BEIRUT — They spoke of moments and hours of sheer terror, of sudden highs and crashing lows, and of the camaraderie, warmth and humor that developed among their own groups and with some of their guards.
To judge by their accounts, the 39 American hostages will never forget their 16 days as captives of Lebanese Shia gunmen after TWA Flight 847 was hijacked over Greece on June 14.
Like all foreigners who experience a little of the war in Lebanon, they underwent everything from mindless brutality to unstinting kindness and affection.
Recently, before they were freed, 35 of the Americans related their experiences to a few journalists who were with them for 6 1/2 hours in a Beirut schoolyard, waiting for the departure that eventually came on Sunday.
The Americans asked reporters to hold back the accounts of their harrowing experiences until they left Beirut.
"Do you guys find this as Felliniesque as we do?" asked Arthur Toga, 33, of St Louis as the wait dragged on. (The reference was to Federico Fellini, the Italian film-maker.)
Toga, a slight, bearded figure, was leaning against a pillar, wise-cracking with Hassan, a giant Shia militiaman sporting a big smile, a khaki jumpsuit and a snub-nosed little Beretta submachine gun.
Hassan, a fighter with the Amal militia, was seen a few weeks earlier in a blinding rage, trying to throw a hand grenade into a car carrying a U.N. official and the Austrian ambassador.
But he only grinned amiably Saturday as Toga reached up, tugged his beard, and told him: "I'm gonna take you as a hostage to New York."
"You want my Beretta?" replied Hassan, jokingly offering the automatic weapon.
The militiaman turned to a journalist and said in broken English: "They real men. Only time we have real Americans here. I look after American brothers here, give them cigarettes, food."
He slapped 24-year-old Philadelphian Blake Synnestvedt on the back, laughing: "Blake, he keep asking for wife."
Three hostages said they were locked in a cellar for three days last week and fed through iron bars.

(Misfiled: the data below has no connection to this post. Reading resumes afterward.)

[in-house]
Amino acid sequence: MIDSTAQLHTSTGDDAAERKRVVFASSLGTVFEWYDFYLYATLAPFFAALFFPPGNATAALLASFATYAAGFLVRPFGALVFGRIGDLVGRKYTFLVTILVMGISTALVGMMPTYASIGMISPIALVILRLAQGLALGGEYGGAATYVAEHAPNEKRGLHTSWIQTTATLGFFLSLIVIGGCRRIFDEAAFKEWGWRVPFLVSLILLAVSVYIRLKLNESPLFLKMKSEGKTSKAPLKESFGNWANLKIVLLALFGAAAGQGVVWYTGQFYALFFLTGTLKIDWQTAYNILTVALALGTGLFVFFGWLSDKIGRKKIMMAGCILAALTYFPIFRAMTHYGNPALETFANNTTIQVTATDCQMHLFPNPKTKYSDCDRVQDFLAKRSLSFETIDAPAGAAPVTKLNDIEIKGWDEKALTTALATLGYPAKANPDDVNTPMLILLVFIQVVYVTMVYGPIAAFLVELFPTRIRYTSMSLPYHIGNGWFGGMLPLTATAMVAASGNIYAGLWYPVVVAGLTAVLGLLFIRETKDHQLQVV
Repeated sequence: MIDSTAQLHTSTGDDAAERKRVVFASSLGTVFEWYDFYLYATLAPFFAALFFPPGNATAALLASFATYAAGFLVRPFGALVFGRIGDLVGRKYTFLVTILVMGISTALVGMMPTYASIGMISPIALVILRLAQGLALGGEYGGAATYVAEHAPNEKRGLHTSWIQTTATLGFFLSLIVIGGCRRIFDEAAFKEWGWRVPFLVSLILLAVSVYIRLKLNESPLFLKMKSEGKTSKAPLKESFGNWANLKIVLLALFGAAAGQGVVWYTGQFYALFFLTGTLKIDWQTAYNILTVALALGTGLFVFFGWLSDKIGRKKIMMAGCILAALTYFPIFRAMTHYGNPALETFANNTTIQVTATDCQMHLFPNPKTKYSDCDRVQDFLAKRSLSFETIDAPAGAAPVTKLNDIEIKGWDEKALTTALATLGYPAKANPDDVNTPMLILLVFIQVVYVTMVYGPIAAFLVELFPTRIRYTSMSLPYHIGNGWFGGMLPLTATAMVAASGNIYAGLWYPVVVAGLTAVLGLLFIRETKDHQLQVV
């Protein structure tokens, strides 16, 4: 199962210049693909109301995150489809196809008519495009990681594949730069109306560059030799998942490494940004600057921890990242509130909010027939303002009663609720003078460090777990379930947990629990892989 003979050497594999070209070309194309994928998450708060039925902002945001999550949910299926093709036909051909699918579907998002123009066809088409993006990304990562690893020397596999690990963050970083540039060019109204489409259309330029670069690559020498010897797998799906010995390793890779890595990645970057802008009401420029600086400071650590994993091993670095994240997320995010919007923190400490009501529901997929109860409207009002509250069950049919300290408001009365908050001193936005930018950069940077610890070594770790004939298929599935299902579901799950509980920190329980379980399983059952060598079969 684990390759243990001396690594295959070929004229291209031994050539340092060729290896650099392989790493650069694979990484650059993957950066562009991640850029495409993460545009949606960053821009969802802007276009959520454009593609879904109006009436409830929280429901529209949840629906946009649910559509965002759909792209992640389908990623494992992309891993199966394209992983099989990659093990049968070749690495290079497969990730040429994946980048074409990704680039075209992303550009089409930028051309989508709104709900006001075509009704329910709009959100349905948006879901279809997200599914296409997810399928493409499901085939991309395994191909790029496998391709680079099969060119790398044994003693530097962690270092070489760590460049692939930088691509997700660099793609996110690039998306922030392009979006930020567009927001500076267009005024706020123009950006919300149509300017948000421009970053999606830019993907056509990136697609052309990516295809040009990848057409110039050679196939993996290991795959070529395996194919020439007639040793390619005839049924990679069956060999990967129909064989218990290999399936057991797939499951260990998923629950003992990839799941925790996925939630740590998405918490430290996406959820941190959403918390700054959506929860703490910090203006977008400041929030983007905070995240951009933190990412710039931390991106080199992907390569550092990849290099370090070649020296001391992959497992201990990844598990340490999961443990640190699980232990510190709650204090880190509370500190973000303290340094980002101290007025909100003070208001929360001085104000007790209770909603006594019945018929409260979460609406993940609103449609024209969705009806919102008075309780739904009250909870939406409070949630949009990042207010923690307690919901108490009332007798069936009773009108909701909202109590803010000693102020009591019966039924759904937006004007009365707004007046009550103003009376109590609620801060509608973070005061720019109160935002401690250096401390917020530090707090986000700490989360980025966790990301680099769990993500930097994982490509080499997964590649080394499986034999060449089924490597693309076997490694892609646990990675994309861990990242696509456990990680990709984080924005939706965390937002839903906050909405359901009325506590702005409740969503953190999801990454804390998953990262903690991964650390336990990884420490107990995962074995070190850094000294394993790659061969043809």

"We were really mad, just about to go bananas," said Jack McCarthy of San Francisco. "Was it a punishment? We don't know why. They just separated us from our group in the house, took us down and left us there."
He added: "Afterwards the militiaman whose house it was slapped me on the back and said 'you very good, you my guest.' What do you make of that?"
"It's a little bit Felliniesque, surrealistic," said Toga, a psychologist at a Missouri medical school. "We find ourselves scared to death one minute, and buddying up with these guys the next."
The previous night (Friday), he said, was the most bizarre of his life. "You're a political prisoner and at midnight they rush you out of bed to this luxury resort hotel with the biggest swimming pool you've ever seen." Toga was referring to a "final dinner" the hostages' captors gave them early Saturday morning when it looked like the hostages would be leaving for Damascus.
"They sat us down to a tablecloth dinner and very fine food, and a cake that had something like 'good luck on your way home' on it. Then they had us all call our families back home until three in the morning."
Toga and Synnestvedt were in a group of five hostages whom Hassan helped guard. "Hassan is one of our very close friends here," Toga said. "He is very good. He brought us ice cream. I couldn't believe my eyes when he arrived with it."
Toga's tone changed a little as Hassan finished autographing a copy of the Koran, the Muslim holy book, for the hostages and ambled off to another group.
"I want you to put something down," Toga said. "The sound of safety catches clicking will haunt me till the day I die."
Synnestvedt nodded in agreement: "Especially the 9-millimeter pistols. On the plane they rolled back the hammers all the time as they walked up and down the aisle."
All the Americans urged newsmen to distinguish between the two original hijackers, believed to belong to the pro-Iranian Hezbollah (Party of God), and the Amal fighters who later guarded the Americans at various safe houses in Beirut.
Peter Hill, 57, from Schaumburg, Ill., called the hijackers "animals." Toga added: "Amal really reined in those guys."
The hostages recalled that their watches, rings and personal jewelry, and those of the women originally on board, were stolen. Some of their baggage was also missing or rifled.
"They even took our belts," said Leo Byron, 47, from Harrisburg, Pa. "Heaven knows why."
Stethem Killing Noted
Thomas V.S. Cullins, 42, an architect from Burlington, Vt., told of the killing of U.S. Navy diver Robert Dean Stethem on the second day of the hijack.
"We were aware of it. The (TWA) purser Uli Derickson said, 'Put your heads down and cover your ears, and if you hear a strange noise don't look up or it will be our fate.'
"She said it in such a strange way, a bit foreign. But probably 30 seconds later there was a pop and there was no mistaking what it was," Cullins said.